Many of these stories’ territories treads close to home. Even to your front door. Radiologist Mary’s WWII story tugged at my heartstrings. Played with pathos and conviction by confident Carolyn Bock, her war career matched my grandfather’s. I’d grown up with tales of Tobruk, bombs, ship convoys, muck day cricket games, and saluting French Officers. Of the encroaching Japanese invasion down through Singapore and New Guinea, and the harsh terrain of the Kokoda track, where few made it out to tell the tale of 90 kgs backpacks, steep muddy inclines and torrential tropical downpour. She served across the Middle East, often supporting her Aussie troops, and represented Britain when the Australian Armed forces would not let her practice as a doctor in their service. None of these women’s tales and knockbacks make them self-pitying. They have too much work for that and the tone of the play is not bitter about lack. It’s exultant about legacy.
Chi Nguyen as young Vietnamese doctor Tam presents her searing story. Sections of speech are delivered in song like beautiful Vietnamese accent, tonally melodic, bringing emotion, and charts her journey as a young child aboard a refugee boat escaping war in Vietnam to Australia. Years later, she returns to the field of war as a new graduate, Australian-trained, answerable to a village led by senior males uncomfortable welcoming women as doctors or the ones in charge. A moving journey to acceptance and trust is her working experience. Surgeon Catherine, boldly presented by Jean Goodwin, toughs it out with the men, in an era of the ‘equality’ of modern times yet reveals the painful price mothers at war bear, unable to take calls in queue, alongside her mates, from her children because it’s just too real. The stories vary in their central passions and concerns; no two women are the same and all wish to serve for different motivations and deserve the latitude to do so, just like their male counterparts.
Nothing stopped these women. Their invincible determination to not take no for an answer, to act in equality, to live their willed destiny to go out and heal, is the flame that lies at the heart of this stunning research project and moving piece of theatre. There are lots of laughs and it doesn’t preach. The execution and delivery of the work is superlative, elocution, diction, sensitivity, and serious emotion some of the best in Melbourne. This is a piece of writing so well worked it allows the actors to design and create via character with each other, before our eyes. You will walk away having met some homegrown heroines you never know before. You will marvel at all they sacrificed and of the rich tapestry their personal war experiences wove back into our national identity once returned.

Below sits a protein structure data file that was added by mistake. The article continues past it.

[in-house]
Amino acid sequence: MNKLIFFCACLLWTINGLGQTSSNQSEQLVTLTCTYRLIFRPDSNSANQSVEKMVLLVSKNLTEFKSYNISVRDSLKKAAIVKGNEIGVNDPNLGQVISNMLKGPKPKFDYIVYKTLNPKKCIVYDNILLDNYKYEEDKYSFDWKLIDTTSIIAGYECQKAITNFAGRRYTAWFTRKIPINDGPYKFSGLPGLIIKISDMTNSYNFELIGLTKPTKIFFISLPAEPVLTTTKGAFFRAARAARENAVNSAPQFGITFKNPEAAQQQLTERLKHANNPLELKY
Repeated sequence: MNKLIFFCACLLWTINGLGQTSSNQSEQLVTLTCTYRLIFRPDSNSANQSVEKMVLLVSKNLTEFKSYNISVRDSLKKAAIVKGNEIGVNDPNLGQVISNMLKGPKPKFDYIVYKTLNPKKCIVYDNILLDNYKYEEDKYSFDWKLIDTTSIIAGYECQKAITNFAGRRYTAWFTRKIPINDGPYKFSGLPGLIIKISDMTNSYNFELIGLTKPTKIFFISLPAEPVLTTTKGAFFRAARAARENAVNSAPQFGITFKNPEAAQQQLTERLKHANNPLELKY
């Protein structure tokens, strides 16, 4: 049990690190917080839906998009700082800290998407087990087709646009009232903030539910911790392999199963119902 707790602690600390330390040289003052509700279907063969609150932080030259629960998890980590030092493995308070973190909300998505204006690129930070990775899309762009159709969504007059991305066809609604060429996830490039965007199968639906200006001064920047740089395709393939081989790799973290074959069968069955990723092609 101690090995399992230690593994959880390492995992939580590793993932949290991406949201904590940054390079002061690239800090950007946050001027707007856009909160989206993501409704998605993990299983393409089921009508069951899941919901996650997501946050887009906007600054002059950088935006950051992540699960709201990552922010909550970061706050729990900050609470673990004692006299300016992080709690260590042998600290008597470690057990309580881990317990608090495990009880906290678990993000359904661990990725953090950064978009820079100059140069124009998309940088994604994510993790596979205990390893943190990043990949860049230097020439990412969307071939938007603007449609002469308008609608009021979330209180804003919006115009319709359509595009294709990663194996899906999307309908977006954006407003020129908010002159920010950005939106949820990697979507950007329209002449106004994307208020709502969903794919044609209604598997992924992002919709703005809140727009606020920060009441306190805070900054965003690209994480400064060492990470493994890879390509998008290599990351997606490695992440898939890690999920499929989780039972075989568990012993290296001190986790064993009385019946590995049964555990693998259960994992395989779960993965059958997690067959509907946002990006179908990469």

If a devoted nationalist, you must see Hallowed Ground to know the story of the other half, the women who stepped up and answered the call to defend and protect human lives despite home objection. The role of the military in excluding them? This play, like its subjects, defies the decades of denial and showcases women doctors flagrantly excelling in various theatres of war any way they could. By virtue of their suppression, their effort is all the more commendable. Each well-crafted and true depiction here is a commemoration of these women’s lives and a homage to their achievements. A red poppy on their lapels, for the girls. This is top class performance based on thrilling fact. Not to be missed.
is the Theatre Specialist for The Plus Ones, Melbourne. A performing arts and literature graduate of VCA, UOM and Deakin, she has a flair for bold, non-traditional performance platforms, and is an active contributor for The Melbourne Shakespeare Society. As Arts Maker dancemindwork, on the street, or in the box seat, she is always looking for quality works that push the envelope.
Hallowed Ground shows 8 -19 August, 6.30pm Wednesday, 7.30pm Thursday – Saturday, 4pm Sunday (80 mins) at La Mama Courthouse Theatre. Buy tickets now. The venue is accessible.
Disclosure: The Plus Ones were guests of La Mama Theatre.
Images: Nancy Flammea Captured Image Photography Melbourne, Theresa Harrison.